582 {\out Level 4}
   583 {\out P & Q | R --> P | R}
   584 {\out  1. P ==> P}
   585 {\out  2. R ==> P | R}
   586 \ttbreak
   587 by (resolve_tac [disjI2] 2);
   588 {\out Level 5}
   589 {\out P & Q | R --> P | R}
   590 {\out  1. P ==> P}
   591 {\out  2. R ==> R}
   592 \end{ttbox}
   593 Two calls of \texttt{assume_tac} can finish the proof.  The
   594 tactical~\ttindex{REPEAT} here expresses a tactic that calls \texttt{assume_tac~1}
   595 as many times as possible.  We can restrict attention to subgoal~1 because
   596 the other subgoals move up after subgoal~1 disappears.
   597 \begin{ttbox}
   598 by (REPEAT (assume_tac 1));
   599 {\out Level 6}
   600 {\out P & Q | R --> P | R}
   601 {\out No subgoals!}
   602 \end{ttbox}
   603 
   604 
   605 \section{Quantifier reasoning}
   606 \index{quantifiers}\index{parameters}\index{unknowns}\index{unknowns!function}
   607 This section illustrates how Isabelle enforces quantifier provisos.
   608 Suppose that $x$, $y$ and~$z$ are parameters of a subgoal.  Quantifier
   609 rules create terms such as~$\Var{f}(x,z)$, where~$\Var{f}$ is a function
   610 unknown.  Instantiating $\Var{f}$ to $\lambda x\,z.t$ has the effect of
   611 replacing~$\Var{f}(x,z)$ by~$t$, where the term~$t$ may contain free
   612 occurrences of~$x$ and~$z$.  On the other hand, no instantiation
   613 of~$\Var{f}$ can replace~$\Var{f}(x,z)$ by a term containing free
   614 occurrences of~$y$, since parameters are bound variables.
   615 
   616 \subsection{Two quantifier proofs: a success and a failure}
   617 \index{examples!with quantifiers}
   618 Let us contrast a proof of the theorem $\forall x.\exists y.x=y$ with an
   619 attempted proof of the non-theorem $\exists y.\forall x.x=y$.  The former
   620 proof succeeds, and the latter fails, because of the scope of quantified
   621 variables~\cite{paulson-found}.  Unification helps even in these trivial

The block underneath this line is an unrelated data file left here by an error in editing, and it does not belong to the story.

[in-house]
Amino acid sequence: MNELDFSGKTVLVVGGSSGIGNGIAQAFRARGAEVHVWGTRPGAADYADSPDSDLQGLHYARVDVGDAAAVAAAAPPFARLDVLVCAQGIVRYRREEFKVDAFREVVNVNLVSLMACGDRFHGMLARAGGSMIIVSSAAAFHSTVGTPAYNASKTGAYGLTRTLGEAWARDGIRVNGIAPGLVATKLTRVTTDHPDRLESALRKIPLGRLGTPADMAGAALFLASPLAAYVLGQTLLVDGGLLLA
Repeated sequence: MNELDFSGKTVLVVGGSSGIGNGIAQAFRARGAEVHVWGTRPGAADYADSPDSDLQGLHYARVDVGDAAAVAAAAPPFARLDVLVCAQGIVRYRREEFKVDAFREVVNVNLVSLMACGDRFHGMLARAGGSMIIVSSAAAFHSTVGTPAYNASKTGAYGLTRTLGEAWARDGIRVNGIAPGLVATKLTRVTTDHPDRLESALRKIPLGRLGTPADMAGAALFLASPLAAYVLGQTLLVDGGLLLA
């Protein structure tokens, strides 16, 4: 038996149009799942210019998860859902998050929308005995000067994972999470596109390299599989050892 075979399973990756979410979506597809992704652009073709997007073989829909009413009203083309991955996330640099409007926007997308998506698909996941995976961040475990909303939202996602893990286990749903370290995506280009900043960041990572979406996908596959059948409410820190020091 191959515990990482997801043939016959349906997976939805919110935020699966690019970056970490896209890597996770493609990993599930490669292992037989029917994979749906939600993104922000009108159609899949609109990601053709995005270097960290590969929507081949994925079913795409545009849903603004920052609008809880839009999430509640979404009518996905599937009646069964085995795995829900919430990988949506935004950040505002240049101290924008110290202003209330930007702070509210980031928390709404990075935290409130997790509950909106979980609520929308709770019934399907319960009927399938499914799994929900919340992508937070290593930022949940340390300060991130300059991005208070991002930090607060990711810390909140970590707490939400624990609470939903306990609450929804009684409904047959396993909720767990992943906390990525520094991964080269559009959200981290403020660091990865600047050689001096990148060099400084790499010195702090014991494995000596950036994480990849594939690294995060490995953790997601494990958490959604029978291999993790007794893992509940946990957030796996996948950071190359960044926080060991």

622 proofs.  In $\forall x.\exists y.x=y$ the $y$ that `exists' is simply $x$,
   623 but we need never say so.  This choice is forced by the reflexive law for
   624 equality, and happens automatically.
   625 
   626 \paragraph{The successful proof.}
   627 The proof of $\forall x.\exists y.x=y$ demonstrates the introduction rules
   628 $(\forall I)$ and~$(\exists I)$.  We state the goal and apply $(\forall I)$:
   629 \begin{ttbox}
   630 Goal "ALL x. EX y. x=y";
   631 {\out Level 0}
   632 {\out ALL x. EX y. x = y}
   633 {\out  1. ALL x. EX y. x = y}
   634 \ttbreak
   635 by (resolve_tac [allI] 1);
   636 {\out Level 1}
   637 {\out ALL x. EX y. x = y}
   638 {\out  1. !!x. EX y. x = y}
   639 \end{ttbox}
   640 The variable~\texttt{x} is no longer universally quantified, but is a
   641 parameter in the subgoal; thus, it is universally quantified at the
   642 meta-level.  The subgoal must be proved for all possible values of~\texttt{x}.
   643 
   644 To remove the existential quantifier, we apply the rule $(\exists I)$:
   645 \begin{ttbox}
   646 by (resolve_tac [exI] 1);
   647 {\out Level 2}
   648 {\out ALL x. EX y. x = y}
   649 {\out  1. !!x. x = ?y1(x)}
   650 \end{ttbox}
   651 The bound variable \texttt{y} has become {\tt?y1(x)}.  This term consists of